Vonn set to compete in Aspen’s giant slalom
Ryan Summerlin November 23, 2012
ASPEN – November has been quite a pain for Lindsey Vonn.
The four-time World Cup overall champion is working to regain her form after a puzzling intestinal virus that landed her in a Vail hospital for two nights last week. While she was forced to curtail her training, Vonn proclaimed Friday that she is healthy enough to race in this weekend’s Aspen Winternational.
At least in one event, anyway.
The 28-year-old will take part in Saturday’s giant slalom on Aspen Mountain’s Strawpile course but has opted to skip Sunday’s slalom to conserve energy for next week’s trip to Lake Louise, Alberta. She has won four straight races at the Canadian resort – which affectionately has been referred to as “Lake Lindsey” – including a rare sweep of two downhills and a super G in December 2011.
Vonn was a late scratch from last year’s slalom on Ajax because of lingering back pain.
“When I thought of the possibility of not racing here, it made me really sad,” Vonn told a throng of reporters and photographers at the St. Regis. “It’s definitely been a rough couple of weeks, and I’ve been working hard to get my strength back to be ready for tomorrow. I’m not exactly sure what to expect, … but I’m just excited to be able to race in my home state in front of the home crowd. Racing to me is the fun part.”
Vonn was attending the U.S. Ski and Snowboarding Association’s Gold Medal Gala in New York on Nov. 7 when she said she came down with a stomach virus. When rest and medicine did not alleviate the problem, she was admitted to the hospital.
“I’m not going to lie. It was really bad,” the Olympic downhill gold medalist admitted. “It was definitely the most pain I’ve ever been in in my life. I’m not a person who willingly goes to the hospital. … I was not happy about it, but it was definitely worth it. I was at a point where the pain was too severe, and the medication I was getting wasn’t working. I needed to resolve it.”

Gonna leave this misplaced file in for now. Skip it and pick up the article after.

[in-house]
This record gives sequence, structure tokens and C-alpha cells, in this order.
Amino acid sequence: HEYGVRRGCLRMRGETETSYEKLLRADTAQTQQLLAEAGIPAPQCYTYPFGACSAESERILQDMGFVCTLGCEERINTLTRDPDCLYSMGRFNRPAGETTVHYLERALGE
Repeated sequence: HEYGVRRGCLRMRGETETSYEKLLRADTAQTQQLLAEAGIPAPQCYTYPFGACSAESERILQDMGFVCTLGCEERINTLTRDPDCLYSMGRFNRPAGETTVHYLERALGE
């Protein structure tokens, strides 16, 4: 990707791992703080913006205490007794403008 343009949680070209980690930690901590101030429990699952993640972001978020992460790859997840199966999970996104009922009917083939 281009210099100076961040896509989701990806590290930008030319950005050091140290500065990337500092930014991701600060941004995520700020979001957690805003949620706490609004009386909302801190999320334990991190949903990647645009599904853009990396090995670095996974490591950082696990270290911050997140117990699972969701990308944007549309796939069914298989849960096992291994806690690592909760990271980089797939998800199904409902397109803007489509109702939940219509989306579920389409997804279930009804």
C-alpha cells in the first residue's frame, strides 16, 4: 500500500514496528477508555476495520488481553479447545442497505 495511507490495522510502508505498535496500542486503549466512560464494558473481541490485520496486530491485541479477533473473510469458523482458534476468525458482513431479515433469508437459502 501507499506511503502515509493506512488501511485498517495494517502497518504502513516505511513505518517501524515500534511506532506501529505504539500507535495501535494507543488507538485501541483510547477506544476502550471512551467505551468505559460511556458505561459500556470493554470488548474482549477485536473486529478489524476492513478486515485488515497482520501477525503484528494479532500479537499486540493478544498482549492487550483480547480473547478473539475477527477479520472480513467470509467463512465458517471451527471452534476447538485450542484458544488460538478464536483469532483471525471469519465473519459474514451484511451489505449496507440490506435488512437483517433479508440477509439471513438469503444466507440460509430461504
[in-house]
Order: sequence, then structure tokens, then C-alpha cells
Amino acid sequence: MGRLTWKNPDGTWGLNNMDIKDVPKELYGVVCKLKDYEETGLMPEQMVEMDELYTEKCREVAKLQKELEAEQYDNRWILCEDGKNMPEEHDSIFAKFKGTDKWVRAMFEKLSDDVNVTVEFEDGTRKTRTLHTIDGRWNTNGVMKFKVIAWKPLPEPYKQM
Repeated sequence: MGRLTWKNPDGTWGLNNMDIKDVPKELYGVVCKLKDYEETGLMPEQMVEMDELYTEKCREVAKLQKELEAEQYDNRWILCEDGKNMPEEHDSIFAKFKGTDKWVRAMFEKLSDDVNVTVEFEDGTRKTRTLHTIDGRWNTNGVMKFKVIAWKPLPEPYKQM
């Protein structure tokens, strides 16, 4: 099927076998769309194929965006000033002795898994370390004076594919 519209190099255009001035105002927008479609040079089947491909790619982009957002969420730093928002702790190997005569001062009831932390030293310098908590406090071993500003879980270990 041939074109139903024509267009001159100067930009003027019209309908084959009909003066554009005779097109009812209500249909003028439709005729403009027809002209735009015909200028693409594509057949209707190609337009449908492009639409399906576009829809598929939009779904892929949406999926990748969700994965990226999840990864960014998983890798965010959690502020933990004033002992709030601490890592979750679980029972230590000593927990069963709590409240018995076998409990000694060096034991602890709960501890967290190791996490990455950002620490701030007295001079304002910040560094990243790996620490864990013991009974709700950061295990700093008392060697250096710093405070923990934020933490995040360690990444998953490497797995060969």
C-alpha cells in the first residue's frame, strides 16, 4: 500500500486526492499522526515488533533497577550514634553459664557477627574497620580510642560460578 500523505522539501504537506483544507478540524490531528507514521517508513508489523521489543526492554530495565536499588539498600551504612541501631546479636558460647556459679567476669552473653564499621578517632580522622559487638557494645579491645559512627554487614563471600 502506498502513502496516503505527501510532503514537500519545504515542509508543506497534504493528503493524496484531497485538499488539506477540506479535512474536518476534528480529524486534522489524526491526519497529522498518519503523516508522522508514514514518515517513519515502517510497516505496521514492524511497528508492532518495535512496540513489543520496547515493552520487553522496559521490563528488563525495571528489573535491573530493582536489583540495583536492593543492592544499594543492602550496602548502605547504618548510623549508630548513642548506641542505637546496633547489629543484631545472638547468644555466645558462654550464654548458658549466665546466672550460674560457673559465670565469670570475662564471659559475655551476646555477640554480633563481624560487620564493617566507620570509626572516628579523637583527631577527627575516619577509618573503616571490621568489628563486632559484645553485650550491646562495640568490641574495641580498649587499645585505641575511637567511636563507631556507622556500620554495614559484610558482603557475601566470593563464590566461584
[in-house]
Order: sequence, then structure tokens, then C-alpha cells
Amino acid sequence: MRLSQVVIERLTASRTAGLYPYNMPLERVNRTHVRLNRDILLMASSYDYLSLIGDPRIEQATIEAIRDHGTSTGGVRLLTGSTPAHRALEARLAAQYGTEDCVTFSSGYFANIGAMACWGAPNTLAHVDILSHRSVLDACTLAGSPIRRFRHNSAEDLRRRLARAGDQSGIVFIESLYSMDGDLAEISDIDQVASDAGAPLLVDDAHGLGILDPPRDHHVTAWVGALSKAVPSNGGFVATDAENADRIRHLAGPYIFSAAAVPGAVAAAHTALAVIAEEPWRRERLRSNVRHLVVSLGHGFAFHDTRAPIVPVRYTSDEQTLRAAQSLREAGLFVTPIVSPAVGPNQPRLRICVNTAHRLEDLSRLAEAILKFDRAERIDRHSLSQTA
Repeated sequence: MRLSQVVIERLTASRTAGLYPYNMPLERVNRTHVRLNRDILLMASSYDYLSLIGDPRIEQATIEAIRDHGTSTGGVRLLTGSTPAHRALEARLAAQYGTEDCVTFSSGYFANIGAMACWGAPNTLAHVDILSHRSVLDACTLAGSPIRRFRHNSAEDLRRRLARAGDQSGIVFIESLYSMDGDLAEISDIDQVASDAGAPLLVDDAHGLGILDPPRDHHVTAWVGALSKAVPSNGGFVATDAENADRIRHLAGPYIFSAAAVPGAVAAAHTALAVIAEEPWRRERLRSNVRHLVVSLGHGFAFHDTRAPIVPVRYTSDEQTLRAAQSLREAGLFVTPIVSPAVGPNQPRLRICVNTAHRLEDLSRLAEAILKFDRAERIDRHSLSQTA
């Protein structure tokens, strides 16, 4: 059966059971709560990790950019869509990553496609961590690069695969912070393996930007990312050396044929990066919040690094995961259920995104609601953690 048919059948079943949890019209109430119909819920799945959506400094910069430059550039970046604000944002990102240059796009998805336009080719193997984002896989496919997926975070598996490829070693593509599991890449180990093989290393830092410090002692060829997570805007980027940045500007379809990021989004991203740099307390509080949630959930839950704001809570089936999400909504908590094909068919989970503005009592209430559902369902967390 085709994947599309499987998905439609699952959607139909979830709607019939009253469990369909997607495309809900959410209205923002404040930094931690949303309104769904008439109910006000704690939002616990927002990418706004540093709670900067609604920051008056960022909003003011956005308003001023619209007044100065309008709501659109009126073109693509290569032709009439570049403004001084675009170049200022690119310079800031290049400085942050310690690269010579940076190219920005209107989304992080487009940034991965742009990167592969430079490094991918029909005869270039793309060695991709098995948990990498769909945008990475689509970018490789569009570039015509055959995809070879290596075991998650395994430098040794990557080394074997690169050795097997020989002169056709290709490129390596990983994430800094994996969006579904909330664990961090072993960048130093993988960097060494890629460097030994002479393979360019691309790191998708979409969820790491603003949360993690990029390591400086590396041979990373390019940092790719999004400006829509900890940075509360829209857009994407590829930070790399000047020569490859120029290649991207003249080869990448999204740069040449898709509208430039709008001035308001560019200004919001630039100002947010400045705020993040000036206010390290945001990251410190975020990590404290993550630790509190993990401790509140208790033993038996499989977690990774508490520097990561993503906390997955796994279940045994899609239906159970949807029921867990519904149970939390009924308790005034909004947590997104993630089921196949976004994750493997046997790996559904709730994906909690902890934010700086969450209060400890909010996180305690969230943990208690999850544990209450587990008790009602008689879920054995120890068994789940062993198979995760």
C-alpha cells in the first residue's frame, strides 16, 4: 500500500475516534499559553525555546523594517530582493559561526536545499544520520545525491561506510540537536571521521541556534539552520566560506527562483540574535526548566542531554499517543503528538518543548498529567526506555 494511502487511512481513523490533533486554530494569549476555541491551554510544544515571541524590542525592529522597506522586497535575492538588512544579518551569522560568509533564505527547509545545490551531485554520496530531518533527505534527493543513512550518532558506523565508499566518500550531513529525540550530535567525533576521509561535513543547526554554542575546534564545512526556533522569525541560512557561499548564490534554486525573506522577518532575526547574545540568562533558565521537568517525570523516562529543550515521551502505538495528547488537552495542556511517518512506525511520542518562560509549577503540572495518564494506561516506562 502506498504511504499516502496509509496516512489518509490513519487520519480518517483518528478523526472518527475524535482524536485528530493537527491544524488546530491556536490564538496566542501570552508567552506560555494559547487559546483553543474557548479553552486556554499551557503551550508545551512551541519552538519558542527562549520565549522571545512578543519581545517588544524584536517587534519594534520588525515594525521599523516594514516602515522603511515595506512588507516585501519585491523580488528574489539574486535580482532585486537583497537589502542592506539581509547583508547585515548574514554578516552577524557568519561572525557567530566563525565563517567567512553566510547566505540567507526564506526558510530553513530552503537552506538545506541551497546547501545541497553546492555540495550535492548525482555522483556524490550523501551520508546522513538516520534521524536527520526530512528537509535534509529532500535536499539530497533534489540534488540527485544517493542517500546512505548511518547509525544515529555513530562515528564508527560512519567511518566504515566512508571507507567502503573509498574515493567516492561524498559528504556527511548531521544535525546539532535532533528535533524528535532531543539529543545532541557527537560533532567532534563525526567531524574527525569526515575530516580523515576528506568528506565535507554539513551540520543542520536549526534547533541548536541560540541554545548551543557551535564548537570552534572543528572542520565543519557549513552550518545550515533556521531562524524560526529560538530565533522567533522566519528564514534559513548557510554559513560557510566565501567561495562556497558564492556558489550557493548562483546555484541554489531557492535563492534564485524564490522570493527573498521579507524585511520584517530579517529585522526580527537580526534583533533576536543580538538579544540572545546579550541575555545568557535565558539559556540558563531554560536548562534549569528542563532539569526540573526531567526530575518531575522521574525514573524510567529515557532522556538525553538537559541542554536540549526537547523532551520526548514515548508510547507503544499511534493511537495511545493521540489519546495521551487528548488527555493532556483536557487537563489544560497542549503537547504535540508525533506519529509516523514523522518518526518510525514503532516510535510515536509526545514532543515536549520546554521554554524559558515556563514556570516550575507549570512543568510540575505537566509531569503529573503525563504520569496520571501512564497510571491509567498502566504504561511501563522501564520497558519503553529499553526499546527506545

Doctors eventually identified the right antibiotic to combat Vonn’s symptoms. She was released and spent nearly a week in bed before doing some freesking at Vail on Nov. 17 and light gate training the following day.
“It’s still a struggle with my appetite, … and I definitely lost some strength and some cardio stamina,” she said. “I feel like the strength is back, but I’m still more out of breath than I normally am, especially here in Aspen with the high altitude and the steep, difficult course. I get a little more tired than usual, but every day I’ve gotten a lot better. Before, I couldn’t do half a free run before I was falling over.”
Vonn has eased back into training this week with a relatively light workload. In addition to freesking, she’s completed three full downhills and just two three-quarter-length GS runs.
Vonn has not competed since Oct. 27 in Soelden, Austria, where she clipped a gate with her left hand on her second run and crashed. She skipped Nov. 10’s slalom in Levi, Finland, as was originally planned.
“I’m still taking it day by day to get to where I was,” she said. “I’m not 100 percent, but I’m close.”
As a result, Vonn said she doesn’t expect much of a result Saturday on a hill that has been notoriously unkind to the star. Vonn’s best result in GS here was a fourth-place finish in 2008. In her last three trips, she was 12th, did not finish the first run and then failed to qualify for a second run.
“The snow looked perfect (during Friday’s freeski). They did a great job preparing the hill. But to be honest with you, Aspen is not exactly my wheelhouse,” Vonn said. “It’s a very difficult hill for me. It’s very tough physically and just doesn’t feel good – you have to fight the entire way down. I’m not expecting to feel good tomorrow, but I’ll definitely go out there and give it my best.”